Will the earth experience another heat wave in 2024?

  【Today’s Viewpoint】

  ◎Our reporter Zhang Jiaxin

  The World Meteorological Organization issued a press release on January 12, officially confirming that 2023 will be the hottest year on record. This broke the warmest record and exceeded many climate scientists' expectations.

  The warming may not have stopped yet. In 2024, the El Niño weather pattern enters its second year, which typically increases global warming. In January, warm water poured into the eastern tropical Pacific, and global ocean temperatures were significantly higher than the average for the same period. An article published on the British "Nature" website stated that as humans continue to emit greenhouse gases into the atmosphere, more extreme weather and climate events may occur in 2024 than in 2023.

  Samantha Burgess, deputy director of the Copernicus Climate Change Service at the European Center for Medium-Range Weather Forecasts, said heat waves will continue in 2024, but it is impossible to predict when and where they will occur.

The average annual temperature may exceed the threshold

  According to data released by multiple service agencies in early January, the global average surface temperature in 2023 will be 1.34℃-1.54℃ higher than the pre-industrial level (1850-1900). According to the Copernicus Climate Change Service, daily temperatures last year were at least 1°C above the pre-industrial average, the first time on record.

  Estimates vary due to different data sets used, but all analyzes conclude that the global average annual temperature is close to or above the 1.5°C threshold set by the Paris Agreement. Data from the Copernicus Climate Change Service shows that nearly half of the days in 2023 will be more than 1.5°C above the pre-industrial average, with two days in November exceeding 2°C.

  Analysis by the British National Meteorological Office believes that the temperature in 2023 will be 1.46°C higher than the pre-industrial average. The agency predicts that in 2024, the global average surface temperature is likely to exceed the 1.5°C mark. Nick Dunstone, a climate scientist leading the work, said this was the first time they had made such a prediction. However, warming above 1.5°C a year does not mean that the world is in violation of the Paris Agreement. Researchers say it would take a decade or more to exceed that threshold before a formal determination can be made.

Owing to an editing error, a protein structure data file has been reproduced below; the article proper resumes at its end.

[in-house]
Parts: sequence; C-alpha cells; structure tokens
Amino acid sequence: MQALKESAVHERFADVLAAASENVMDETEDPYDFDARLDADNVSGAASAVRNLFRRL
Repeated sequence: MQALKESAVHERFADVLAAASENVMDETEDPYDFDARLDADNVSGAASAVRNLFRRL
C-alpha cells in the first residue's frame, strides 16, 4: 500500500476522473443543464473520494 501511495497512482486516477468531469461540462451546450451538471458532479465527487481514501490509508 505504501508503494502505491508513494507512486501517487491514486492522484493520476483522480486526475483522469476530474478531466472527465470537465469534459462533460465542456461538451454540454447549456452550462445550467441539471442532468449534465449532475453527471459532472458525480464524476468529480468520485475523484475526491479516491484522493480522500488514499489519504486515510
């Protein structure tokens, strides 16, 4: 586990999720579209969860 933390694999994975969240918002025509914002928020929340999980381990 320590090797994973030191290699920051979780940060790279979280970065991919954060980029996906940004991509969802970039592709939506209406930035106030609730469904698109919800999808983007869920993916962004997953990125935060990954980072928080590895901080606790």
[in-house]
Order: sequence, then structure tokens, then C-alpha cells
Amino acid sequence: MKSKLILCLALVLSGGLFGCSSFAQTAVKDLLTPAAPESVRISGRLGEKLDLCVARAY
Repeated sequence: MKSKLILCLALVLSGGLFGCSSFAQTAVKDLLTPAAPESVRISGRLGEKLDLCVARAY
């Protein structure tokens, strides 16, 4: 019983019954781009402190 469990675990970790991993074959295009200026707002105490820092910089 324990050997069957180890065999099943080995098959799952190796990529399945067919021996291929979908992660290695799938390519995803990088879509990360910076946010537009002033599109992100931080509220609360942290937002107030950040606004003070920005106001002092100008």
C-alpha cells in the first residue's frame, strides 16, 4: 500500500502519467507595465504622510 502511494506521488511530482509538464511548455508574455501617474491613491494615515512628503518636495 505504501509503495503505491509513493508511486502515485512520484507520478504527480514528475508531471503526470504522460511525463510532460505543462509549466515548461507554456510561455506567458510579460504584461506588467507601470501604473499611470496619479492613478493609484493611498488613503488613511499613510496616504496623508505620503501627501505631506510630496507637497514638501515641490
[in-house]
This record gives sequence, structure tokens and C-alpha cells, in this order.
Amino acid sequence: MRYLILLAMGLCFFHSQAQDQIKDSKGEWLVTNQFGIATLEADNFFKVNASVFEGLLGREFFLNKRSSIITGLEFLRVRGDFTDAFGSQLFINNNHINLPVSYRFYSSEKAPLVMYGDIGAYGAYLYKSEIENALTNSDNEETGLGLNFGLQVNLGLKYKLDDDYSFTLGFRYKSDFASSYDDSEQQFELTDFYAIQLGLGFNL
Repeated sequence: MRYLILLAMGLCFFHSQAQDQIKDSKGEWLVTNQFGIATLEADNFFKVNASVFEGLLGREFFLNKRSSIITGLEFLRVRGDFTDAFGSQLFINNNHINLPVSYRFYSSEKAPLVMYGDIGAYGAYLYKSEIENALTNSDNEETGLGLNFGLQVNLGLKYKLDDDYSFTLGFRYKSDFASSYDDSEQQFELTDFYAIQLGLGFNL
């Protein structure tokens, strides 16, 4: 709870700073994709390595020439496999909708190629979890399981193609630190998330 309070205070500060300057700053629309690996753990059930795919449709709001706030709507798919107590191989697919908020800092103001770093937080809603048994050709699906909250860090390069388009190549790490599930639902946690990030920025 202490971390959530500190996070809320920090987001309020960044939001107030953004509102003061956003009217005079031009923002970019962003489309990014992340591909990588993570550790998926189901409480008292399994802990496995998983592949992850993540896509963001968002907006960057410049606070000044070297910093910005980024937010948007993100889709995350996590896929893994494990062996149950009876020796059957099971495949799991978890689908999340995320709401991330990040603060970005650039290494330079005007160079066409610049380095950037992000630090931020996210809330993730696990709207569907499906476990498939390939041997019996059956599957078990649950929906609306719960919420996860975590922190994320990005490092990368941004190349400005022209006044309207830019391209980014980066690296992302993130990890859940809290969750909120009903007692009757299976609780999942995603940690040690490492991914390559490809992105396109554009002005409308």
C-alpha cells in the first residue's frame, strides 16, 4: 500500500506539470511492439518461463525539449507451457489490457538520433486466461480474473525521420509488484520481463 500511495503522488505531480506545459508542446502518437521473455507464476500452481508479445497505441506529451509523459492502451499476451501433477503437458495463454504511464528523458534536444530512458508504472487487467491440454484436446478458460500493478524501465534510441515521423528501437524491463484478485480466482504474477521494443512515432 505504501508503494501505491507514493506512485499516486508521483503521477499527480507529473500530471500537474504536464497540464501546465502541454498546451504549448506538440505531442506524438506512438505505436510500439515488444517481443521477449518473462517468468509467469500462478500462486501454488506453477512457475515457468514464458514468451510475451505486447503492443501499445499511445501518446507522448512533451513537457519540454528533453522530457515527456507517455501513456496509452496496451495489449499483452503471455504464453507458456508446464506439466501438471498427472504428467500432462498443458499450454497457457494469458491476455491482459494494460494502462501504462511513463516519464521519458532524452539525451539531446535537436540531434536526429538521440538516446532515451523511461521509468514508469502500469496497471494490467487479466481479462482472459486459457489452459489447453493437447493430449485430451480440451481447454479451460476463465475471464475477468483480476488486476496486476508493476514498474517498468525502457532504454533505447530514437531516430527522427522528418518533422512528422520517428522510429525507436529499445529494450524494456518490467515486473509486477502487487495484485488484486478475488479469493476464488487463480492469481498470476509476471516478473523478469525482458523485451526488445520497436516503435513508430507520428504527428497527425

The extreme climate and weather impacts of 2023 highlight how humans have fundamentally changed the planet. Climate scientists say the current experience is a preview of what's to come if action is not taken now.

2023 may be the hottest year in 100,000 years

  Various climate data services agree that 2023 experienced the hottest day on record (July 6), the hottest month on record (July), and the hottest months on record (July). Including June to December). When researchers combined modern temperature records with paleoclimate temperature indicators, they found that 2023 could be the hottest year in 100,000 years.

  Burgess said there are many factors contributing to extreme weather in 2023. In 2023, carbon dioxide emissions from fossil fuels hit a record high, reaching 36.8 billion tons. The 2022 eruption of Tonga's volcano, which injected heat-trapping water vapor into the atmosphere, was also a factor.

  Another factor is El Niño. Simulations suggest that Earth is now at or near the peak of El Niño. Burgess said the current high levels of heat in the world's oceans could fuel marine heat waves in the coming months.

  But researchers are still undecided whether the extreme temperatures in 2023 are a sign that global warming is accelerating or if they are due in part to fluctuations caused by natural changes in the global climate system.

  Berkeley Earth, a U.S. non-profit research organization, said temperatures began to soar ahead of El Niño in June 2023, in part due to natural changes in the North Atlantic and other areas. The team predicts that there is a 58% chance that this year will be warmer than last, and that 2024 will definitely be the hottest or second-warmest year on record.

Future scenarios of climate change have emerged

  Affected by climate change, extreme weather will occur frequently in 2023. These include Category 5 Hurricane Otis, which slammed into the Mexican city of Acapulco, killing dozens of people. Smoke from wildfires in Quebec, Canada, in June and July spread to many cities in the Midwest and Northeast of the United States, and even traveled across the ocean to parts of Europe. In July and August, fires raged across Greece, burning forests and claiming the lives of many people and animals. In August, on the Hawaiian island of Maui, a wildfire caused by strong winds and invasive weeds killed at least 100 people.

  Heat waves have also scorched many parts of the world. Phoenix, Arizona, USA has experienced high temperatures of 43°C or above for 31 consecutive days. In Mexico, a heat wave in July killed more than 200 people. Three years of severe drought and climate change have left East Africa facing both a food crisis and a refugee crisis.

  By the end of 2023, at the 28th Conference of the Parties to the United Nations Framework Convention on Climate Change in Dubai, global leaders agreed to transition away from fossil fuels for the first time, but many saw the move as "too little" compared to the huge impact of climate change. , too late”.

  “Future scenarios of climate change are already here,” said Teresa Cavazos, a climate scientist at the Center for Scientific Research and Higher Education in Ensenada, Mexico. “We don’t need to wait another 15 or 20 years to see what’s expected. possible changes and impacts in the future.” (Science and Technology Daily)